DENVER -- Rockies closer Wade Davis' fastball movement was an unpleasant surprise, and he had to get to the bottom of it.
"Probably a month and a half ago, I was cutting the fastball a lot, especially here [at Coors Field], and I wasn't sure why," Davis said. "I was getting a lot of late right-to-left movement that I had never seen before. That was kind of weird."
Davis started from the ground -- from his feet at the onset of his motion -- and made corrections that gave him a stride and arm path. The improvement has been striking. He no longer looks like the pitcher who blew four saves, which is more than in any full season of his career, by mid-June.
"You break things down from the ground up whenever things are out of whack," Davis said. "Start with your feet. Start with your legs, your hips, your core, your front side -- all that is just part of the chain."
Since giving up four runs on two hits and four walks in a painful blown save and 13-12 loss at Texas on June 17, Davis has put up stingy and increasingly dominant numbers. In 11 games, he has posted a 1.64 ERA, held opponents to a .132 batting average and .412 OPS.
In his last four appearances going into Sunday against the Mariners (the Rockies didn't expect to use him, since he had appeared in three straight games), he has not yielded a baserunner, and he has struck out three of the 12 batters he has faced.
"It's a long season," Rockies manager Bud Black said. "There is going to be a little bit of variability. Wade has been pretty steady of late. The ball-strike ratio and the walks are still a little high in the big picture. Wade continues to tinker on the delivery and work on some things. He's a guy that's very in tune with his mechanics and how he feels. But he knows how to navigate through an inning."
Davis isn't done.
"I don't think you're ever right, I think you're always trying to figure something out," he said.
Davis has seen his average fastball velocity gradually decline -- 96.5 mph in 2015, 95.7 in 2016, 94.4 last season and 93.8 this year. Some of that is natural, as he is in his age 32 season, and he dealt with some elbow issues in 2015 with the Royals. But last year with the Cubs, when he converted 32-of-33 save chances, he noticed a slight crossfire enter his delivery. But this year, the first of a three-year, $52 million deal with the Rockies, results told him he had to correct.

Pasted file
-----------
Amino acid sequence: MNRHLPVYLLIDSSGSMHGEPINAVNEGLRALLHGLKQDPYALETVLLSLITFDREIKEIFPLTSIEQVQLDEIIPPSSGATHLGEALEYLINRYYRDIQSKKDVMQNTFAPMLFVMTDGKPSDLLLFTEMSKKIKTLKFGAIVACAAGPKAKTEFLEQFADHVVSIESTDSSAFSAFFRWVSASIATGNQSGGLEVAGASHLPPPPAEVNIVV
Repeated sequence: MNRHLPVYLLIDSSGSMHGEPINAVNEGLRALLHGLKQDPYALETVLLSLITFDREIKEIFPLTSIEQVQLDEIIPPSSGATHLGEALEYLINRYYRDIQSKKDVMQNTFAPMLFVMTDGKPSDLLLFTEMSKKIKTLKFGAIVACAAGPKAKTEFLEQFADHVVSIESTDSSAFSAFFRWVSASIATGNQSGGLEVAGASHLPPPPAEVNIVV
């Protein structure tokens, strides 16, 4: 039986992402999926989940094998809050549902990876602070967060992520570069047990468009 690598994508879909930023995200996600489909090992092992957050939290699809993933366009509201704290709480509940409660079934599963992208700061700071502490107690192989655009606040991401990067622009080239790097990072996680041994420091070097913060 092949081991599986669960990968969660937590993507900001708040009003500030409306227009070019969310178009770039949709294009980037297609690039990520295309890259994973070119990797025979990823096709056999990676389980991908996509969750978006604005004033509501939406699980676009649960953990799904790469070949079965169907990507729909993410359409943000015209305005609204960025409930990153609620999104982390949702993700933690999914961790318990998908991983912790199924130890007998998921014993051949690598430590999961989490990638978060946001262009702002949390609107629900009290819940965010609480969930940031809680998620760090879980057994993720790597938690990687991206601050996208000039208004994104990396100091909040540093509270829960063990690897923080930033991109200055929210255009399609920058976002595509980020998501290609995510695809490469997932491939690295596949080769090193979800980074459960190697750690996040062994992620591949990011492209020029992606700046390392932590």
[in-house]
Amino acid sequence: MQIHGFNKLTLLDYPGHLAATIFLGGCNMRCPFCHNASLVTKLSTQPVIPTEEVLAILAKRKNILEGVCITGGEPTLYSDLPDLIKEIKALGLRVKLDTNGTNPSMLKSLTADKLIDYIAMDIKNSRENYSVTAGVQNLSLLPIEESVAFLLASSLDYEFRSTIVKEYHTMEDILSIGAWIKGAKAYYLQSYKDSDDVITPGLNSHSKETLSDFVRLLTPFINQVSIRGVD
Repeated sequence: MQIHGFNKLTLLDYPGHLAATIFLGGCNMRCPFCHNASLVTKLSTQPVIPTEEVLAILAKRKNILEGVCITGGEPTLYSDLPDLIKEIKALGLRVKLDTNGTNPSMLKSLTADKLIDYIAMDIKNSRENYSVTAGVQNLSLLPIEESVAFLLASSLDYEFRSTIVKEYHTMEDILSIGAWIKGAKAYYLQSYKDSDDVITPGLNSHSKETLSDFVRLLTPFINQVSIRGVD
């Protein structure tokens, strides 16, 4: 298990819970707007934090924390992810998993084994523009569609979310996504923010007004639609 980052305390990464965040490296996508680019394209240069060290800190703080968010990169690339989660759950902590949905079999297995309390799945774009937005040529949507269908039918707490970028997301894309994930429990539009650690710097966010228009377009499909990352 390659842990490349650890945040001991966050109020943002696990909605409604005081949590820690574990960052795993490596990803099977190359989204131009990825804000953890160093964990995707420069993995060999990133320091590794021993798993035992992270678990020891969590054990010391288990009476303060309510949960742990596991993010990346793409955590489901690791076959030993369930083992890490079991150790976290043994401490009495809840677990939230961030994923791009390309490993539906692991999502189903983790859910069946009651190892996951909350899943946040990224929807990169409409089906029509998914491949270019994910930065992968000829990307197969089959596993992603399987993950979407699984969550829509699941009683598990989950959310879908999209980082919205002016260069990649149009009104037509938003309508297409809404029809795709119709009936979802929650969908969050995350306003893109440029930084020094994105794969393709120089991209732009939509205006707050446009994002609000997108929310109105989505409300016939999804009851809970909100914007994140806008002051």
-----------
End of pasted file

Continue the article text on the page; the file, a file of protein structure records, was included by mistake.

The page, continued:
Not only has he seen a recent spike in pitches above 94 mph -- but his cutter has become more effective. In a perfect ninth in Saturday's 4-1 victory over the Mariners, he used the cutter more because of the natural fatigue from pitching the two previous days. He picked a few pitches to hit 95, but in general, trusted that his improved mechanics would help his secondary pitches.
"Whenever you're able to slow things down, you can change speeds a lot easier, more comfortably," Davis said. "You can go in, go down and away, go back and forth a little bit more, instead of raring back and throwing a baseball."
Out of the break
Black has not announced the rotation for the second half, but the Rockies are expected to start righty German Marquez (8-8, 4.81 ERA) on Friday and lefty Kyle Freeland (8-6, 3.11) Saturday at Arizona. Righty Jon Gray (8-7, 5.44) and lefty Tyler Anderson (6-3, 3.76) are expected to be part of the plan, and righty Antonio Senzatela (3-2, 5.34) should be in the mix if the right middle finger blister that cost him Friday's start heals.
Righty Chad Bettis (5-1, 5.10), also on the disabled list with a right middle finger blister, is expected to throw a Minor League rehab game next weekend.
The Rockies recalled righty reliever Carlos Estevez (right elbow sprain) from the 60-day DL, then optioned him to Triple-A Albuquerque, where he has been pitching. To clear a spot on the 40-man roster, the Rockies outrighted righty Brooks Pounders to Albuquerque. Pounders was 0-1 with a 7.63 ERA before being optioned to Albuquerque on June 26.